Benson’s heart leapt into his mouth. Twiss was gone, out of sight, and his mother had jumped into the water. She was a strong swimmer but the creek was very deep and very fast. Benson just wanted to go after her and bring her back.
Aunt Lillibet said sharply, “Everyone away from the edge! We don’t want anyone else falling in! Benson, mind the little ones.”
Benson got Zali and Zip and held onto their hands tightly. He watched his mother swim across the creek to where Twiss had gone under. The power of the water crashed her against the rocks in the creek and dragged her back, but she kept going. She dived under the water, and Benson held his breath. He waited, hoping and hoping, and then he saw her head come up out of the water, and her arms, holding Twiss.
She turned on her back straight away, holding Twiss tight against her chest. She kept her feet up, to push away any sticks or rocks that got in the way. The rushing water pushed them along faster and faster, down the creek.
Then Mr Fenn came running up, with Teresa, carrying his strongest rope. They ran along the side of the creek until they found a place where the water was a bit quieter. “Over here!” Mr Fenn shouted to Benson’s mother. She started to swim towards the spot, holding Twiss tightly with one arm.
Teresa and Uncle Elton held on to one end of the rope, and Mr Fenn took the other end and waded into the water as far as he dared. The water snatched and shoved at him, trying to push him over, but he used his claws to grab on to the rocks in the bottom of the creek.
Little by little, Benson’s mother swam closer. Mr Fenn threw the rope and she caught it and held it tight. Then Mr Fenn started to pull. Uncle Elton and Teresa pulled too, as hard as they could. The water pulled back and Benson’s mother nearly let go of the slippery rope, but Mr Fenn pulled harder and then they were safe, with Mr Fenn’s strong arms around them.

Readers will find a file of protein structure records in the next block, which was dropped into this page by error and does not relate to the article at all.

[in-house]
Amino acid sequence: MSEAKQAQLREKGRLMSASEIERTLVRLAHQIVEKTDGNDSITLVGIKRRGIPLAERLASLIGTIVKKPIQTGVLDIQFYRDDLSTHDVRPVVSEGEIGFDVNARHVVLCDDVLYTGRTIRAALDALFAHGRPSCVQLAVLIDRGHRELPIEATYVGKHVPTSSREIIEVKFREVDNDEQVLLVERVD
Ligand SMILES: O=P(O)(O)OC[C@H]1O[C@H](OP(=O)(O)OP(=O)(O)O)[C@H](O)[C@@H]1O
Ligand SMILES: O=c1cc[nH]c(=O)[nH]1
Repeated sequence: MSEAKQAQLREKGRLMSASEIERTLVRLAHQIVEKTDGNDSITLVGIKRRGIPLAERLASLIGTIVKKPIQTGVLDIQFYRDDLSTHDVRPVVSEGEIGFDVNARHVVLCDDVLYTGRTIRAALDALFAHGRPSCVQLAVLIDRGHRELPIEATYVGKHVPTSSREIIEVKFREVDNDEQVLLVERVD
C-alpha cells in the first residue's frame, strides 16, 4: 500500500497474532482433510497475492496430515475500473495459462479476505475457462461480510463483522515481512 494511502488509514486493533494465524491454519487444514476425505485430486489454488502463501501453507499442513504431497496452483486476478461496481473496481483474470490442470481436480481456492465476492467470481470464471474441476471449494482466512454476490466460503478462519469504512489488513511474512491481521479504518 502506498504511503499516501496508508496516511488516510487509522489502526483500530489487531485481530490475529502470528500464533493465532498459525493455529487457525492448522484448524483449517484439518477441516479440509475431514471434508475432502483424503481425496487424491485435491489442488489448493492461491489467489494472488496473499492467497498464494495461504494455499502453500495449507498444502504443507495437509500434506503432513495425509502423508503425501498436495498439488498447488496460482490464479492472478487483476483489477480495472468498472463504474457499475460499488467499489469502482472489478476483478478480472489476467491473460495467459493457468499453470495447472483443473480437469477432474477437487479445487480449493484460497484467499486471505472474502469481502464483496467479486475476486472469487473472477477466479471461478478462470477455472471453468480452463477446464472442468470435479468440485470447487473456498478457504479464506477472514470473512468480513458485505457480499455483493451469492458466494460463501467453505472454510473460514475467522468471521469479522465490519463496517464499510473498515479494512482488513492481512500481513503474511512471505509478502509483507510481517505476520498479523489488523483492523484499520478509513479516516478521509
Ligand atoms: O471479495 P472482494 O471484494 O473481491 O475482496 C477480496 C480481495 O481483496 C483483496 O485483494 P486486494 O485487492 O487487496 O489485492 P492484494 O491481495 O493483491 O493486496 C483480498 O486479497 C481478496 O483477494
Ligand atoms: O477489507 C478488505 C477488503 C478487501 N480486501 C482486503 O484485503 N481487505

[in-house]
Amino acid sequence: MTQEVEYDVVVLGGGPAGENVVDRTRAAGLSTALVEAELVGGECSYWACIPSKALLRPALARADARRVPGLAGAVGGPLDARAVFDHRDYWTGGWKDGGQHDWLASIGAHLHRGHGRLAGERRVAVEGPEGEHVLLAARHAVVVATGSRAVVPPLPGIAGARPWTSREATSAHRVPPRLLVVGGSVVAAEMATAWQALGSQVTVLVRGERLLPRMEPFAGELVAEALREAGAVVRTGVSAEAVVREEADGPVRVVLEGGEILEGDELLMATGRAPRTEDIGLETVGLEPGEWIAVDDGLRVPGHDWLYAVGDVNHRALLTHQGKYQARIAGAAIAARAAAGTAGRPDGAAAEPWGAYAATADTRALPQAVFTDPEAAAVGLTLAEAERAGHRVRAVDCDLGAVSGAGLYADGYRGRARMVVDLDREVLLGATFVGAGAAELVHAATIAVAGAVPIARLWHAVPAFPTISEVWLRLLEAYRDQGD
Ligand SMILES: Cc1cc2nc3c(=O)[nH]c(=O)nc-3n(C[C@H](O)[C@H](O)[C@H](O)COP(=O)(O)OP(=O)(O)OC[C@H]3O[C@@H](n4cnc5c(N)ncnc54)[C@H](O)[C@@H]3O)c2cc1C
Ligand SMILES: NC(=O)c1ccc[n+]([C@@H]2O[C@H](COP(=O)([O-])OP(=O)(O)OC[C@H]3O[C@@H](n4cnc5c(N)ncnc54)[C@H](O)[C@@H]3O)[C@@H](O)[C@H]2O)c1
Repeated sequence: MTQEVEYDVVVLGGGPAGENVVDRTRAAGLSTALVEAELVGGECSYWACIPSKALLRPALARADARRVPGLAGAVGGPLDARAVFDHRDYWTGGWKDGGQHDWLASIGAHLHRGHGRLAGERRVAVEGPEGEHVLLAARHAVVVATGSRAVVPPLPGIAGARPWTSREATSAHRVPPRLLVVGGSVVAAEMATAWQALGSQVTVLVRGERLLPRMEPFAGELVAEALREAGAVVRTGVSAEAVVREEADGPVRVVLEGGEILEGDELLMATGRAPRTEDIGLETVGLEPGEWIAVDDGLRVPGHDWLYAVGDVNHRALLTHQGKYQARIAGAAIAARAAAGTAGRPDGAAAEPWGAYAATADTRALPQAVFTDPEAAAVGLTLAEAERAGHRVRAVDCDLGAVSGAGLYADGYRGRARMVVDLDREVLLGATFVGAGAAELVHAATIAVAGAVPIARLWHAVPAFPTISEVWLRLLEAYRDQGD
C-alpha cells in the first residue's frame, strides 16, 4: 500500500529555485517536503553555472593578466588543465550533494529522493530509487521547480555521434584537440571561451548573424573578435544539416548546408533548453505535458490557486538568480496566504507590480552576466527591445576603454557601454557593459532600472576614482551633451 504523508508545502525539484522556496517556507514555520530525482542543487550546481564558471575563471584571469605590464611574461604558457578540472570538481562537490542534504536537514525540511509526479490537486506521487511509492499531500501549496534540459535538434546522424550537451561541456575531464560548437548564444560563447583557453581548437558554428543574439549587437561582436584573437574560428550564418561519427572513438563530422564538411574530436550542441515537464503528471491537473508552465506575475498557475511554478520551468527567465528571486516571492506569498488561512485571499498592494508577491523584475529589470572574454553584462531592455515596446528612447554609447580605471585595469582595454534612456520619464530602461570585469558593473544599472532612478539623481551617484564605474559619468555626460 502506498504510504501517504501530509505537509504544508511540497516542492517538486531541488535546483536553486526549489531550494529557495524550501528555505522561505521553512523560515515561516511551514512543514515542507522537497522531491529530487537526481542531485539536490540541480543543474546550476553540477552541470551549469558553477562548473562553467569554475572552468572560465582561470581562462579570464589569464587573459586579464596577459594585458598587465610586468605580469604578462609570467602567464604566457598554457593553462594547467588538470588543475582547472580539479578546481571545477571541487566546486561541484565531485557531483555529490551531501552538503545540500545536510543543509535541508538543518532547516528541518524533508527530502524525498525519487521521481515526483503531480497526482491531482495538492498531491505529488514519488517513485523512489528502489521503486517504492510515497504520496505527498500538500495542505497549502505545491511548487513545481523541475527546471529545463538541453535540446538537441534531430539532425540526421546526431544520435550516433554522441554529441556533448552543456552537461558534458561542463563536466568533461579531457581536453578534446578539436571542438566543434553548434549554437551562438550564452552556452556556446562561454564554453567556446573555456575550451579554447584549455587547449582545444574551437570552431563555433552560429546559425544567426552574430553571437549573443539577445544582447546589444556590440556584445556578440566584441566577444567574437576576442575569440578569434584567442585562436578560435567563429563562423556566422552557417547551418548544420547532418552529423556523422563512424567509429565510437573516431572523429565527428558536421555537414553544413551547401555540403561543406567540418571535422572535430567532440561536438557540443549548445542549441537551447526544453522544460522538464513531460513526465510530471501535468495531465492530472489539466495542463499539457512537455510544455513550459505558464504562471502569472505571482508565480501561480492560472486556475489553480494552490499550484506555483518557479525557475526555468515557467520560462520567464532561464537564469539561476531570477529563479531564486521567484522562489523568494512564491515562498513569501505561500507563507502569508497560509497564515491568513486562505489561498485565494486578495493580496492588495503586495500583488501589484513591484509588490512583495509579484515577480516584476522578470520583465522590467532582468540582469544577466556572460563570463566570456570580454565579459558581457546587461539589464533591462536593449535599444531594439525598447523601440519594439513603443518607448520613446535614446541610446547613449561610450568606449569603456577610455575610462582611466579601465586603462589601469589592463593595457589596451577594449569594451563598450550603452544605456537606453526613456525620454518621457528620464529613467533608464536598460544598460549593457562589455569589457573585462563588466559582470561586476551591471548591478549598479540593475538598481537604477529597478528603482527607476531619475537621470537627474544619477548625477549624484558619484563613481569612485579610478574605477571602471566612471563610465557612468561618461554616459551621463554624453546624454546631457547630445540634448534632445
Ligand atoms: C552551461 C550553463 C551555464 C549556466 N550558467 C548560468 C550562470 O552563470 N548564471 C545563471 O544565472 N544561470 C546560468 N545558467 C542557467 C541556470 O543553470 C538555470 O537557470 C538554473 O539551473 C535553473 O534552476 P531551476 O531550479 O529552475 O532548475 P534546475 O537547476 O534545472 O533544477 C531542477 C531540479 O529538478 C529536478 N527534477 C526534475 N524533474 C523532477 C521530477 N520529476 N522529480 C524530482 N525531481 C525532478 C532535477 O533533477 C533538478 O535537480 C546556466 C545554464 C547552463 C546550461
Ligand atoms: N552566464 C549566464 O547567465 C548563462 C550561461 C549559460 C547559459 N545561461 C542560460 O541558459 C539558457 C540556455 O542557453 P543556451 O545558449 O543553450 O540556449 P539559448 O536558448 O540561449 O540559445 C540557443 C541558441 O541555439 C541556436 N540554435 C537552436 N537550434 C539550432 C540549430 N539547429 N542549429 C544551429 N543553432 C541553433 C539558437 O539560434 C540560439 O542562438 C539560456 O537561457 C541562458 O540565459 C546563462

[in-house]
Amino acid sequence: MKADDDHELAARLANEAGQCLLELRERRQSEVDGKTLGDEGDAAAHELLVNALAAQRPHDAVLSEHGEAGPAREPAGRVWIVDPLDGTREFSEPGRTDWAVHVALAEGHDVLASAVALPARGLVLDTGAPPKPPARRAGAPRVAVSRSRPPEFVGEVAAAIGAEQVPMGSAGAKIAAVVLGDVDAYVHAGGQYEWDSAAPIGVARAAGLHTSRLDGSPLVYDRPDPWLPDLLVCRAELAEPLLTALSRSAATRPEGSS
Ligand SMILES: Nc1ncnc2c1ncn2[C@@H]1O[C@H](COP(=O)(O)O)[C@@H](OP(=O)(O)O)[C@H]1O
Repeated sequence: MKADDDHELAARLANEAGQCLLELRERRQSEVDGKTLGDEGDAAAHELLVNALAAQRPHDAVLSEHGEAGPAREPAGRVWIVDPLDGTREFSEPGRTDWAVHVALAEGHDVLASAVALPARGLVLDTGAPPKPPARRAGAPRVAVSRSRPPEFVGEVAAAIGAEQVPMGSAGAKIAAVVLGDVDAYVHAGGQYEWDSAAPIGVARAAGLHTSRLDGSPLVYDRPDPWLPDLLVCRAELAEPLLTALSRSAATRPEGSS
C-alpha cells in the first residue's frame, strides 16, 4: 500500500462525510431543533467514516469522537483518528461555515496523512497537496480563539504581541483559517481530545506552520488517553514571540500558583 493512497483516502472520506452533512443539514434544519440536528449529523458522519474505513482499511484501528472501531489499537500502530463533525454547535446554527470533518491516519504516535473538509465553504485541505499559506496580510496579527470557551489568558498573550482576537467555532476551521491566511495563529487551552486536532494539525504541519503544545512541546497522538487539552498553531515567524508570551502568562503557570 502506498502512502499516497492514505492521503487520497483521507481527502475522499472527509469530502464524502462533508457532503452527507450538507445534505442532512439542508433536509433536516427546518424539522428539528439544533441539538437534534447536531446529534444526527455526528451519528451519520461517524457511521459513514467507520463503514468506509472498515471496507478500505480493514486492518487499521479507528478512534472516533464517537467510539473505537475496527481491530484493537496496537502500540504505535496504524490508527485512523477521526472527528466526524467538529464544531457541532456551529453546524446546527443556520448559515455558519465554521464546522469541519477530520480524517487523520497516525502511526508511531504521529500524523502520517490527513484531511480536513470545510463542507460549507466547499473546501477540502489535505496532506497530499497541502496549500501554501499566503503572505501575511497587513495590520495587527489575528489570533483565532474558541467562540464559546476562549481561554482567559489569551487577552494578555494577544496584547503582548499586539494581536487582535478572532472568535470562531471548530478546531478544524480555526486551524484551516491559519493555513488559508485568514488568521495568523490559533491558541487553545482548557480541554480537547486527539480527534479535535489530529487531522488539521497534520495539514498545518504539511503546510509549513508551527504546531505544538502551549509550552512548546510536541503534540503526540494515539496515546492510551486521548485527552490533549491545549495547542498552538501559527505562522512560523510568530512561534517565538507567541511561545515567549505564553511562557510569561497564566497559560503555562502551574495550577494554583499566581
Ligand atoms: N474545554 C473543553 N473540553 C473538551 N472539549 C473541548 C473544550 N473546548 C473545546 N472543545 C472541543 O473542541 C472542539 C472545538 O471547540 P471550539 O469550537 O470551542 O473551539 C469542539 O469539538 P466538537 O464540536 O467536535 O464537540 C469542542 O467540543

Twiss was okay, once they gave her a good rub-down with a blanket and wrapped her up warmly. Benson kept holding Zip and Zali’s hands to make sure they didn’t get near the water, until Teresa came over and picked them both up and hugged them.
Benson’s mother was dripping with creek water but Benson didn’t care. He hugged her as tight as he could, and then Aunt Lillibet and Aunt Moss hugged her, and then Mr Fenn hugged her and then everyone hugged Twiss and Uncle Elton hugged everyone. When finally all the hugging was over, they all sat under the trees together, a long way from the water, and ate walnut and white chocolate muffins and the rest of the watermelon, and talked about the creek and how happy they were that everyone was safe, until they all felt much better.
Benson said to his mother on the way home, “Jumping into the creek was very brave, wasn’t it? But I wasn’t proud of you, I was just frightened.”
“Twiss was the brave one, I think,” his mother said. “She didn’t panic, she just held on, and she was even more scared than I was.”
“Were you scared?” Benson asked, surprised.
“Really, really scared,” his mother said.
Benson thought about that. Then he stopped and gave her a very special hug.